Take the idea of the ‘therapeutic university’ as an example. Jones says that there is less convincing evidence in the book for therapeutic culture in universities. What he ignores is the strength of the theoretical instances we explore. The example of the major and most influential thinkers writing about the university in therapeutic terms (Ron Barnett, Stephen Rowland, John Cowen) shows that, despite the obvious difficulties of the university abandoning scholarly subjects to deal with the human subject in a therapeutic way, it is merely a matter of time unless this powerful theoretical therapeutic tendency is challenged. Since the book was published we have already collected many more examples of therapeutic initiatives in universities that make them seem more like school, from therapy days for staff to ‘emotional support pets’ for students.

Asserting subjects not subjectivity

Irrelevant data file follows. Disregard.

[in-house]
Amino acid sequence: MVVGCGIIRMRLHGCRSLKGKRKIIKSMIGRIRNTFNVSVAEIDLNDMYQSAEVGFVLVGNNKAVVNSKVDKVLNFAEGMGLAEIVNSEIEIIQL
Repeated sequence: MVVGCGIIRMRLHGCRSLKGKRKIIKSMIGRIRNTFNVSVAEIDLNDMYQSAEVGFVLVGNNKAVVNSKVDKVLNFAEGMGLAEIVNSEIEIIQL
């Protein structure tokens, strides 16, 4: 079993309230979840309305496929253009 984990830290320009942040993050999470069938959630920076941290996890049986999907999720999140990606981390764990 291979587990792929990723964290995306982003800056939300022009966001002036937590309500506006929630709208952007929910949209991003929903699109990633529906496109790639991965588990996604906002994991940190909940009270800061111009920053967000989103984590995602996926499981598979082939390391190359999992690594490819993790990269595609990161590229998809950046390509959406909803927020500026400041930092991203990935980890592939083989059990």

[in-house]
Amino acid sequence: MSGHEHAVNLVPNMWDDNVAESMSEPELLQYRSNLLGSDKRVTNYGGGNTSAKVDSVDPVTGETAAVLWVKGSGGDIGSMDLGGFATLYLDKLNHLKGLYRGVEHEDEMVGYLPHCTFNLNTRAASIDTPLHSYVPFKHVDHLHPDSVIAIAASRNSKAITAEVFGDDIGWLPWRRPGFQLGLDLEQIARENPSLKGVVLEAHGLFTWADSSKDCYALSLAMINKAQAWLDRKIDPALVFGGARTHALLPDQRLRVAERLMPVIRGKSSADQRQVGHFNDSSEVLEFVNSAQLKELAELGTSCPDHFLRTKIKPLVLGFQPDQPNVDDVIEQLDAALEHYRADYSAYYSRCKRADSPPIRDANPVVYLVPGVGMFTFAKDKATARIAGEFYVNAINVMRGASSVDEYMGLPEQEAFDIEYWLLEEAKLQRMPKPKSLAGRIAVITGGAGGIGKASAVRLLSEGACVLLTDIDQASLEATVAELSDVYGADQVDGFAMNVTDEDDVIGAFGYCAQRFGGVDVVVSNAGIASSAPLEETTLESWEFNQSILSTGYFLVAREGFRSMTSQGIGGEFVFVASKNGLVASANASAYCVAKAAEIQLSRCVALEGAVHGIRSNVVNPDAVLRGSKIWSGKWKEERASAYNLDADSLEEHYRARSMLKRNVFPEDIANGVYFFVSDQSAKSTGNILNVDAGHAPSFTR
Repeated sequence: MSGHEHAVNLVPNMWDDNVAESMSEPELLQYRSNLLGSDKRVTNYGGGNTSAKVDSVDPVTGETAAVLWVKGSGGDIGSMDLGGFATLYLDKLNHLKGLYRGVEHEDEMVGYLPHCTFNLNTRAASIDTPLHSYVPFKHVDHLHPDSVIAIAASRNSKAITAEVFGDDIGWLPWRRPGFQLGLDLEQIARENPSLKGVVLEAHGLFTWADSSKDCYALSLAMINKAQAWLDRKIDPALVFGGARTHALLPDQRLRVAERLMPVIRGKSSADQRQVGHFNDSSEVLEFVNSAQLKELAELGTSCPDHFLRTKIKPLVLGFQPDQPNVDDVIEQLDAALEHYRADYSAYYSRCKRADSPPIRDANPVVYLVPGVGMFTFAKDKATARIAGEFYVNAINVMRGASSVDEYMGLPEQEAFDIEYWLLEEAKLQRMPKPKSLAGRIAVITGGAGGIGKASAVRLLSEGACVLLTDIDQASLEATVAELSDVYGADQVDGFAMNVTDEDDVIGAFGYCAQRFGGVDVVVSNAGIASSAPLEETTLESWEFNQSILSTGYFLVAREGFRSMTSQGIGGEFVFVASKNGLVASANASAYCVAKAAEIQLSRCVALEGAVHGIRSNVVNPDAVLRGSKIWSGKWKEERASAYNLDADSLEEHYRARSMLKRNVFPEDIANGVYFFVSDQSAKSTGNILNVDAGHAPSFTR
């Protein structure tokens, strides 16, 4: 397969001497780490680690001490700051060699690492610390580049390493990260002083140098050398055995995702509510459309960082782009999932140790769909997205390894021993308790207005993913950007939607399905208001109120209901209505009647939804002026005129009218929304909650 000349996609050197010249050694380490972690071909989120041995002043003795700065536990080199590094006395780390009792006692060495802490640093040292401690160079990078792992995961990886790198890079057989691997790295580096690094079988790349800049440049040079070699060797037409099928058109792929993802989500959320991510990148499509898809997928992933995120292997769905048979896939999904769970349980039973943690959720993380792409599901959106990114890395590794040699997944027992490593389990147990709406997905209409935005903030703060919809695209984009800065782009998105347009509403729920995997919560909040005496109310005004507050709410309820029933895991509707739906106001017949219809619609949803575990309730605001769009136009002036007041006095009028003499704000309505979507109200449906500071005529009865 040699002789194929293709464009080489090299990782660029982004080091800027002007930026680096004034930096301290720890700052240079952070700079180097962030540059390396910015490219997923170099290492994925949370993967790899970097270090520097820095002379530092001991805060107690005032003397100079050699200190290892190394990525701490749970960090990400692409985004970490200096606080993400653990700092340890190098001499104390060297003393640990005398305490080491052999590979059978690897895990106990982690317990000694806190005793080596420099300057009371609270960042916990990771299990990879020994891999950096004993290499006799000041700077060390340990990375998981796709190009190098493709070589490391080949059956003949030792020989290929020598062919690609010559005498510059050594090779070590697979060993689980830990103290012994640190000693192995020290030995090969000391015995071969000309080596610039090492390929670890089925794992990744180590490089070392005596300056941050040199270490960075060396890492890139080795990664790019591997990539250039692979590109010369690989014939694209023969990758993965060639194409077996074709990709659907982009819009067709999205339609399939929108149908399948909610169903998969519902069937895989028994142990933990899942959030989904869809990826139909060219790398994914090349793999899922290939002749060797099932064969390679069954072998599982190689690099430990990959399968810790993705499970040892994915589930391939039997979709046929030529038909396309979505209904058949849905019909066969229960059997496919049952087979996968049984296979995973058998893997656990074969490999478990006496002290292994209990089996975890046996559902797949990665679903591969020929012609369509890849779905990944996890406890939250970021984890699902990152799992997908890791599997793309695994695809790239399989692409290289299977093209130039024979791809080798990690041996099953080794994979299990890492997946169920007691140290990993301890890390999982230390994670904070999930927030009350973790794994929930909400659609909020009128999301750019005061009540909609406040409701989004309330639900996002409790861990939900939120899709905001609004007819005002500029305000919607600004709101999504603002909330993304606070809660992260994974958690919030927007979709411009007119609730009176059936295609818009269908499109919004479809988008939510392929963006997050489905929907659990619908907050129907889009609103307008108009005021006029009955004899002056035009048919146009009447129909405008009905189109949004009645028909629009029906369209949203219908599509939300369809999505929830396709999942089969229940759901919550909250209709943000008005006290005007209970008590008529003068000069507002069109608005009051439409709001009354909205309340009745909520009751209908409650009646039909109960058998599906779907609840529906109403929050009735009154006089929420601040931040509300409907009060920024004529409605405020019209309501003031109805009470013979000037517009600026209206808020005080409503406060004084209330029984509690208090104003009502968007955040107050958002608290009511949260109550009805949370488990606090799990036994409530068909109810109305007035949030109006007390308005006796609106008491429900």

Our short chronology of therapy culture shows it passing through various stages from the 1960s and accelerating in the 1990s, with the collapse of traditional working class institutions and of the faux alternative to capitalism represented by ‘Communist’ regimes. Therapy culture filled a political vacuum and gave politicians a way of relating to people. The strongest shift in political attitudes was from fear of the worker to fear for the worker. Instead of the active working class, there were now merely bullied victims in the workplace. Jones doesn’t see the force of much of what we briefly say about the workplace, perhaps because, in line with the educational focus of the book, we restrict what we say to training and staff development. Yet, therapy culture is everywhere at work. This chapter has had particular impact on many readers who are not teachers, opening their eyes to what is happening to them at work. That said, this is certainly a topic that we could write more about.

‘Class war’, we said, has been replaced by therapeutic ‘couch war’. But what is distinctive about the rise of therapeutic education, and what makes it very dangerous, is that it is an attack not just on workers but on the active human subject per se. The therapeutic educational project extends and deepens therapy culture: in a generation or so all children could, if it is not halted, grow up with a diminished notion of what it is to be a human being.